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SHEEP IN MONTANA.
The very considerable reduction in the number of sheep
to the United States, the very great losses in sheep in Aus
tralia the present protective tariff, all supplemented by the
inrrpased activity of manufactures and trade, are potent
acto?s in the present situation. It seems to me that even
the most hopeless pessimist can hardly fail to feel encour
aged as to the immediate future of wool and mutton I feel
Convinced that both these products will command, in 1898
nrices somewhat beyond the present selling rates. Out on
Tr plans those present rates are very satisfactory, giving
us as they dC, double the money for wool and 50 per cent
advance in mutton. During the last four years, caretul
sheep owners have been able to just about hold their own
even with wool at 8 cents per pound, and fat weathers at
$2 50 per head; but this year, the owner of 3,000 sheep should
realizj, at least $2,000 beyond his receipts of years past.
Three thousand head of sheep are, perhaps, about^ the aver
age flock here; very few people run as few as 1,000. There
are bands of all sizes; one of the larger "outfits" runs 10,
- is very different here from the same
business in the Eastern and Middle states. We have some
features not enjoyed by the farmers of the East, but they,
on the other hand, have some decided advantages over us.
How would an Ohio or Michigan farmer like to feel that he
might any day, lose 20 sheep? How would he feel if he
knew 'that he might lose 500, even with the most careful
herding? I lost 130 sheep in 10 minutes, some time since,
from an attack by wolves. A neighbor lost, during a severe
storm 2 500 sheep. Our wool nets us about half the price
which' the Ohio man obtains for his. On the other hand, we
have far less disease among sheep, we feed nothing the
year 'round except during a severe storm, and then only the
wild hay cut in the immediate region. It is, however, the
custom to feed oats to rams during December. Our range
is on unsurveyed government land for which we do not pay
and of course, to which we have no title; still it is not
usual for others to infringe upon our acknowledged territory.
Five years ago, nearly all the sheep bred here were of the
Vermont Spanish Merino blood, the purpose, of course, being
to get a heavy crop of wool; but since that time, nearly
every flock has been bred to coarser sires. At that time,
say in 1892, there was, to my taste, not an edible sample of
BLACK LEAF SHEEP DIP
One Gallon Dips 100 Head Sheared Sheep
_____ < . ■ ■ ■■■.■■
SCAB CURED I H£€! NO DEAD SHEEP
FOR SALE pv WRITE FOR PAMPHLET TO
COFFIN BROS. LOUISVILLE SPIRIT CURED TOBACCO CO.
NORTH YAKIMA, WASH. LOUISVILLE, KY.
* . *
PRICE, $1.00 per gallon, in 5-gallon Cans
RANCH AND RANGE.
mutton to be found. Many people settled down to the belief
that mutton was poor food, myself among the number; while
today we have the most exquisite mutton, and tne om
opinion is wholly changed. We frequently have venison and
antelope meat, but most people prefer^ the mutton fattened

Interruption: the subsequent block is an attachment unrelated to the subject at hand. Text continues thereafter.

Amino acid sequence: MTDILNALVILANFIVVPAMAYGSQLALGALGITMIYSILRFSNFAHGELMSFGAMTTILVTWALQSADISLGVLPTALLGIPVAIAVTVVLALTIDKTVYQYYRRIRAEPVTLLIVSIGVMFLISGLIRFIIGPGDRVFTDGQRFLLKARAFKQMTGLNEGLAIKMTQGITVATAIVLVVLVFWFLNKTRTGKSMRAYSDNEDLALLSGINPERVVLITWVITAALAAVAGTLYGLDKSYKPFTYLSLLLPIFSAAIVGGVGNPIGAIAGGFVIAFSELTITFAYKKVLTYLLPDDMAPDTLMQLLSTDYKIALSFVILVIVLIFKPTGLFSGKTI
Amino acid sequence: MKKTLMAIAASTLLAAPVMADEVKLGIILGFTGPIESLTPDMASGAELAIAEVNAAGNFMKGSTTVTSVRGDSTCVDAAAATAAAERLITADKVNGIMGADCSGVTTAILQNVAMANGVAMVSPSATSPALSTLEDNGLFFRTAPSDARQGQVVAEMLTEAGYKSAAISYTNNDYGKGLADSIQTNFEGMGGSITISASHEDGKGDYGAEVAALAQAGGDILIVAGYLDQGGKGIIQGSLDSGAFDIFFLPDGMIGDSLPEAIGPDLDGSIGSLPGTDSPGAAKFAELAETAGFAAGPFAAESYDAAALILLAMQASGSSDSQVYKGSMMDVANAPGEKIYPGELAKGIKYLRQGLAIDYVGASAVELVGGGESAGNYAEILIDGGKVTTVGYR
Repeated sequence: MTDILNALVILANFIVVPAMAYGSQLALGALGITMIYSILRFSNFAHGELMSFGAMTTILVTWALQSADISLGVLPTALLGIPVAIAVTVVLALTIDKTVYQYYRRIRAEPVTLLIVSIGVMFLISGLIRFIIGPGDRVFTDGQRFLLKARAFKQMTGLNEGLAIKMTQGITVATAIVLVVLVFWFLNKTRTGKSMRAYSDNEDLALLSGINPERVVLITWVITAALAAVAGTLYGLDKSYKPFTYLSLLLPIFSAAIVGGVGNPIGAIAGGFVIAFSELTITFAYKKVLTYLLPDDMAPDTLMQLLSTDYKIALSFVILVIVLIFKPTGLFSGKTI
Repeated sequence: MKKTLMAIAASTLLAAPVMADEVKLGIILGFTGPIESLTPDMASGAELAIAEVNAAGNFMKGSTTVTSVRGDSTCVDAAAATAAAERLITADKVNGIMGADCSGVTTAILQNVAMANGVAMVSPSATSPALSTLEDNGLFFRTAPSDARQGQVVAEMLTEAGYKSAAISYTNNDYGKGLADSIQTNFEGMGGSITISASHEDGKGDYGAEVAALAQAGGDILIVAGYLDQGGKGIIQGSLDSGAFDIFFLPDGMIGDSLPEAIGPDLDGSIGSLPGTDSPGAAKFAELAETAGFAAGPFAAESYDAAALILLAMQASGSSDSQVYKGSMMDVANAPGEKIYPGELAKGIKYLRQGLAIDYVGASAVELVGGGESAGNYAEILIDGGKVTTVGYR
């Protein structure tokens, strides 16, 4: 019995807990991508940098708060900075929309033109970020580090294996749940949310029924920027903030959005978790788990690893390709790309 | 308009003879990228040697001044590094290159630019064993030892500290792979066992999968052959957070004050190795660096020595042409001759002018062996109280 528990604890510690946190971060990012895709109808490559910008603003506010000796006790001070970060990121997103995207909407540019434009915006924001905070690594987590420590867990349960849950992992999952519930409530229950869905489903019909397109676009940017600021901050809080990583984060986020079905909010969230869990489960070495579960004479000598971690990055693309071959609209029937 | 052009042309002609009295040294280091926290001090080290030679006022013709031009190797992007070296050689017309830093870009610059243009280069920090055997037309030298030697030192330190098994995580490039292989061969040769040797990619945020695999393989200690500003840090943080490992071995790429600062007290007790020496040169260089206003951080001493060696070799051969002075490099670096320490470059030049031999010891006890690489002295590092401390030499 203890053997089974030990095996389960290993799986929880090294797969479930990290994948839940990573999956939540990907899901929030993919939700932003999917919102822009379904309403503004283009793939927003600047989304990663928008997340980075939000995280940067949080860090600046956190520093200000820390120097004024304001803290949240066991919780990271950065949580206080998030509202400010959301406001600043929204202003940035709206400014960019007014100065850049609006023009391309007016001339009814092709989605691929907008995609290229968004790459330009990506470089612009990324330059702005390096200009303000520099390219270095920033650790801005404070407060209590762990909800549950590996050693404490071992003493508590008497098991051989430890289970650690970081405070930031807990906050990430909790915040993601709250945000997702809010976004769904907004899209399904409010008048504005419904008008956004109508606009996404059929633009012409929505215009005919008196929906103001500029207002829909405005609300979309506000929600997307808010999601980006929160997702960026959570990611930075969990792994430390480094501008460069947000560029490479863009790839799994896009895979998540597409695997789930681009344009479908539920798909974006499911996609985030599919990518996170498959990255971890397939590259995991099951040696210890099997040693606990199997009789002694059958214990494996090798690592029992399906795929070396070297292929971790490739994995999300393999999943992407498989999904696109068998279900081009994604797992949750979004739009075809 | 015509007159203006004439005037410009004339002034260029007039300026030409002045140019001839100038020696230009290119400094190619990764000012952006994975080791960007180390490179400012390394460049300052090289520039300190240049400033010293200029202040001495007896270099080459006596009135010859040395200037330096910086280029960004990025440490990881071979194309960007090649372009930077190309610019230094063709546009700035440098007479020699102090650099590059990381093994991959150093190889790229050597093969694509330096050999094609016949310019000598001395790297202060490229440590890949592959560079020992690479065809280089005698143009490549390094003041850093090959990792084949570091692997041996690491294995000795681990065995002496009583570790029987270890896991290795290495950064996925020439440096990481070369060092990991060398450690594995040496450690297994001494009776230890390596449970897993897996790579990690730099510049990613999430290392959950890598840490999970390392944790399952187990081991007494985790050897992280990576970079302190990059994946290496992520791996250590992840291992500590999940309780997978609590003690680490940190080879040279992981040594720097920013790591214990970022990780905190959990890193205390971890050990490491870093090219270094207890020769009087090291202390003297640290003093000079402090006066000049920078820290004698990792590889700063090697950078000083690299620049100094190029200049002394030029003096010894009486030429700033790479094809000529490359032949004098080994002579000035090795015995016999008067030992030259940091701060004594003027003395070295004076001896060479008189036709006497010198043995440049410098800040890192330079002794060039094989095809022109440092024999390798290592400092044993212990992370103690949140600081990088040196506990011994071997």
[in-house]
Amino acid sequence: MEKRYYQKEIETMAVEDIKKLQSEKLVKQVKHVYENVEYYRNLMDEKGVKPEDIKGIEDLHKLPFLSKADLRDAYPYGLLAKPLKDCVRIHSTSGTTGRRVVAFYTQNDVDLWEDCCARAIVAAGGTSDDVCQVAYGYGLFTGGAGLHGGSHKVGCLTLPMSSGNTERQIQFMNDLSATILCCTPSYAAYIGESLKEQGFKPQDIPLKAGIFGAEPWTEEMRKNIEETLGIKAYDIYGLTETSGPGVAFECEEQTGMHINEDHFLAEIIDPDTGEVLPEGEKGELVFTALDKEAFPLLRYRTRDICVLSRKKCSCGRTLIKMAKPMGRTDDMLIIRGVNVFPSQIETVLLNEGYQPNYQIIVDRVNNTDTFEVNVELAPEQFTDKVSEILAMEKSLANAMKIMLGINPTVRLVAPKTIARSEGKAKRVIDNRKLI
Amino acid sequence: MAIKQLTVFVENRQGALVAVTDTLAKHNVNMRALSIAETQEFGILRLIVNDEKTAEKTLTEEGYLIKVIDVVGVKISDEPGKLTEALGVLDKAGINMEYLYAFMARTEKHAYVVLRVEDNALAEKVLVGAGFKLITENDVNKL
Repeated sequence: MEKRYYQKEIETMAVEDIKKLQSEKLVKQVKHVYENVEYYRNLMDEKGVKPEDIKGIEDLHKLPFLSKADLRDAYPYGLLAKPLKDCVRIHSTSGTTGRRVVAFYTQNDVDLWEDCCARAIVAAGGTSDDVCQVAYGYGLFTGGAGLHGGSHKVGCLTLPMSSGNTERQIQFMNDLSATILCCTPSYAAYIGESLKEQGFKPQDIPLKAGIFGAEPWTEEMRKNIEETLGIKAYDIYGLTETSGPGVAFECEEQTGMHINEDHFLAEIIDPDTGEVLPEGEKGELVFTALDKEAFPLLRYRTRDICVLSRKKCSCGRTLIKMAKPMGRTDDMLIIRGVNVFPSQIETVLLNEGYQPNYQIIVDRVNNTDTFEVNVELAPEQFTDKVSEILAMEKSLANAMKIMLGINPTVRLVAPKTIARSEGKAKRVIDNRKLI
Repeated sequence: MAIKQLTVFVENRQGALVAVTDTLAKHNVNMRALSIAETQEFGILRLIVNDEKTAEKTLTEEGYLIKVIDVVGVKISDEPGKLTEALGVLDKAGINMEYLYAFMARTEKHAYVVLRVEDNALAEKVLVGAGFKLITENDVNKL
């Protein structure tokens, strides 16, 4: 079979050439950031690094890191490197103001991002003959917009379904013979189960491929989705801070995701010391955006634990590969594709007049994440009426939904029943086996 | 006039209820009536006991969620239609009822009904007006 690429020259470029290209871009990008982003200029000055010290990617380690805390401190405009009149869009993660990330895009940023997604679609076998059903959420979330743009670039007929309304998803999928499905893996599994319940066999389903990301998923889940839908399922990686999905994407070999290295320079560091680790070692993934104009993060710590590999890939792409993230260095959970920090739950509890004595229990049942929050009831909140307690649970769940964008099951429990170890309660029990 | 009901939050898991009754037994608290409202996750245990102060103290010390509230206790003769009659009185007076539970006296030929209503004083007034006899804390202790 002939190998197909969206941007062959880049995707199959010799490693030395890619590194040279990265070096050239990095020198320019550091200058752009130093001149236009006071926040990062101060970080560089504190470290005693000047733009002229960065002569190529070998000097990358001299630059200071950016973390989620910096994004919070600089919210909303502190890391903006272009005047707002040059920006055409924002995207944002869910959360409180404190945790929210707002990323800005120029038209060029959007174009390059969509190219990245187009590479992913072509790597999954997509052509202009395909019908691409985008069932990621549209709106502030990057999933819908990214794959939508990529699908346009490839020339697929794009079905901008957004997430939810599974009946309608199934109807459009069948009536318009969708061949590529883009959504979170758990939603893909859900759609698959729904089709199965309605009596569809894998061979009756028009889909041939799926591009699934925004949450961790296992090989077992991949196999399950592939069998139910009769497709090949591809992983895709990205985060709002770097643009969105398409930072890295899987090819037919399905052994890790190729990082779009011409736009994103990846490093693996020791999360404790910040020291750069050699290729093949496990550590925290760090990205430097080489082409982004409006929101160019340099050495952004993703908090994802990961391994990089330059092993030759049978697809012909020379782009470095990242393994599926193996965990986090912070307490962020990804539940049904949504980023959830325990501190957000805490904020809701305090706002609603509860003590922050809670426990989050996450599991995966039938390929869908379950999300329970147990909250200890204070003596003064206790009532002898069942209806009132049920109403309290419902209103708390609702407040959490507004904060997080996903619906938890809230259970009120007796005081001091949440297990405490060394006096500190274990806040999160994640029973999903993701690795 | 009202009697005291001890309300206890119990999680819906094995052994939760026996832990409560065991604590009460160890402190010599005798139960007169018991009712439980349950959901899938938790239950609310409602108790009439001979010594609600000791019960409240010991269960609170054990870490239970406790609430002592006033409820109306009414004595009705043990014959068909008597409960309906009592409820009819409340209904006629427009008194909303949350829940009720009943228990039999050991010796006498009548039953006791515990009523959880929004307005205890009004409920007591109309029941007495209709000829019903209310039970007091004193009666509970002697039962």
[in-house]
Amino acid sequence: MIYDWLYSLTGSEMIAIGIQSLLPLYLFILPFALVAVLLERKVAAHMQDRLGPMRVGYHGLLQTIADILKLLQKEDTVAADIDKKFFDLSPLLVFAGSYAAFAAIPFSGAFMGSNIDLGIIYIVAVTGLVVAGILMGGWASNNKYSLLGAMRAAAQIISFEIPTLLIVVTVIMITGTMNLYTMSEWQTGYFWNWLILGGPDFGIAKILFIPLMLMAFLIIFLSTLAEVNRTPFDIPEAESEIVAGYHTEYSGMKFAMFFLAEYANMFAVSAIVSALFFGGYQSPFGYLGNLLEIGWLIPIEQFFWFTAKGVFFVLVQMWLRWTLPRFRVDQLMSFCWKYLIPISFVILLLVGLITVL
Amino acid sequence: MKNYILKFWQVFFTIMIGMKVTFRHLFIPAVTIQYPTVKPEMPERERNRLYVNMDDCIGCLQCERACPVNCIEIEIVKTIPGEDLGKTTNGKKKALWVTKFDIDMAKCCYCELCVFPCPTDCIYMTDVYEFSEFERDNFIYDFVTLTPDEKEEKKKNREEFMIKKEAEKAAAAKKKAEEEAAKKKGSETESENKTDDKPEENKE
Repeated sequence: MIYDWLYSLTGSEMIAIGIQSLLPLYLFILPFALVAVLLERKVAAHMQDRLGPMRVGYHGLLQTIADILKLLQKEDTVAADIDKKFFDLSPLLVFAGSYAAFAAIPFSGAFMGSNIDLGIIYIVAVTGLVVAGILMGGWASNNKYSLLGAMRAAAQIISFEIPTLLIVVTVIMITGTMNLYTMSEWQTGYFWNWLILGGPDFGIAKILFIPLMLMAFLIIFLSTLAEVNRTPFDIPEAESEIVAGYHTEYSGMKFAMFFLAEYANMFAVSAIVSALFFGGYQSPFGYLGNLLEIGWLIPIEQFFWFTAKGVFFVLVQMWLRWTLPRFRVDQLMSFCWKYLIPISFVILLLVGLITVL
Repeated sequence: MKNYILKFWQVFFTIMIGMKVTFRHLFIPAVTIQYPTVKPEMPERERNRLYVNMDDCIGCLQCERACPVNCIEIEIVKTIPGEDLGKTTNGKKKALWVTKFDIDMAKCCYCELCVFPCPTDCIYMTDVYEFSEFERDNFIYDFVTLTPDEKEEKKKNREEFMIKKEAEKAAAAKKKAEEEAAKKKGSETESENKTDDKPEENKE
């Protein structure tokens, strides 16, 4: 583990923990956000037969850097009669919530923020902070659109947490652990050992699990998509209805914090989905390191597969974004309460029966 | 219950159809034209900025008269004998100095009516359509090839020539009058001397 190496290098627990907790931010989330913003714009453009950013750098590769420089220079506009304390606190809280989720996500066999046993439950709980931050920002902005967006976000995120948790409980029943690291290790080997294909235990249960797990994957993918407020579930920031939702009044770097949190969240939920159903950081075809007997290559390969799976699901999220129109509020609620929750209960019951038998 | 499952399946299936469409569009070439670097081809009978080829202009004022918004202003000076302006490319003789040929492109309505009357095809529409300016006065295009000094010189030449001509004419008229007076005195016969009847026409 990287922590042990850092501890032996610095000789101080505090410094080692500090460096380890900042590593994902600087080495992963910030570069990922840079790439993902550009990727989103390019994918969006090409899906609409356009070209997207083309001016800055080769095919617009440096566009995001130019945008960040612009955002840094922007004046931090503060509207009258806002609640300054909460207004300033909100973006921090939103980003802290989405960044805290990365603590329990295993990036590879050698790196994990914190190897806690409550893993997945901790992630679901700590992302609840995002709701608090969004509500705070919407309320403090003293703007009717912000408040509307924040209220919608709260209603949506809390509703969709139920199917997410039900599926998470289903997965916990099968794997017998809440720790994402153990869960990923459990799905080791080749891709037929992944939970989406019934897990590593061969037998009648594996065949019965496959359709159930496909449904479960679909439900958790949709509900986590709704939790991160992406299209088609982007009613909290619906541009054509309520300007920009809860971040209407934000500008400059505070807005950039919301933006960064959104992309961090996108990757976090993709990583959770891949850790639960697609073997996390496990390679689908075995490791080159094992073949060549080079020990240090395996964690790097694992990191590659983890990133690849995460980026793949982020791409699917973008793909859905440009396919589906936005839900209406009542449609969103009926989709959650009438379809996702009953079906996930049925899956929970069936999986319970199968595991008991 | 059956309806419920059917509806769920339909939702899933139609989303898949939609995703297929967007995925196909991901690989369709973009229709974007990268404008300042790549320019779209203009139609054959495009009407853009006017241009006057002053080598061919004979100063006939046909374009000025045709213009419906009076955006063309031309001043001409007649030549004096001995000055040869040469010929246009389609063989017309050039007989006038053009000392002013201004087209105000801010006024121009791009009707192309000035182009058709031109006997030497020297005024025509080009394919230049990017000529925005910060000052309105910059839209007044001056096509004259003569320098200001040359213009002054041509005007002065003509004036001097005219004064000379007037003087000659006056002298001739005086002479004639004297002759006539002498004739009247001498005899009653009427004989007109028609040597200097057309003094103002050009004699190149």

on the wild grasses of our ranges, to either. The most prom
inent breeds now in vogue here are Cotswolds, Stropshires,
Oxford Downs and Lincolns. Sires of half or three-quarters
blood of the above breeds are usually preferred to pure
blood as they are more hardy and produce a sheep witn
heavier fleeces than those springing from pure bred sires.
At the same time, there must be some Merino blood left in
the flock. There are many people in the sheep business
who lack steadiness of character, who, therefore, pursue one
pet idea after another to their cost. One year there is no
sheep but the Cotswold, the next year they are wild about
Delaines; one year they must have early lambs, the next
year they want later lambs than their neighbor; one year
they decide to shear two months earlier than usual. I be
lieve that the man who carries a steady head, who has lambs
come as near May 1 as possible; who has his sheep sheared
early in June and above all, sees to it that good reliable
men herd his sheep, and then carefully watches his herd
ers, is the man who, in the long run, will come out best in
the sheep business. A- s- w-
Apples are a drug. It will be to the interest of shippers to
send no more in at present. Fair apples are bringing 40 to
50 cents, and poorer grades cannot bring any margin of profit
Pears are moving slow. Something very nice in either
apples or pears, well packed, would bring a fancy price.
Washington creamery butter, in bricks, is 26@28c. lowa
creamery, in tubs, 27c. Washington storage, 20@22c; lowa
Inspector Brown, of Seattle, on Monday discovered five
boxes of Japanese oranges from San Francisco that were in
lected with mealy bug at J. M. Hixon's commission store.
These oranges had been fumigated at San Francisco and had
passed inspection before being shipped to this port.
At Yakima potatoes, onions and apples have stiffened up
considerably and prices will probably hold strong throughout
tiie season, especially on potatoes and onions, which are much
in demand for evaporating for the Alaska trade. Hay has
also come up several notches and promises to stay.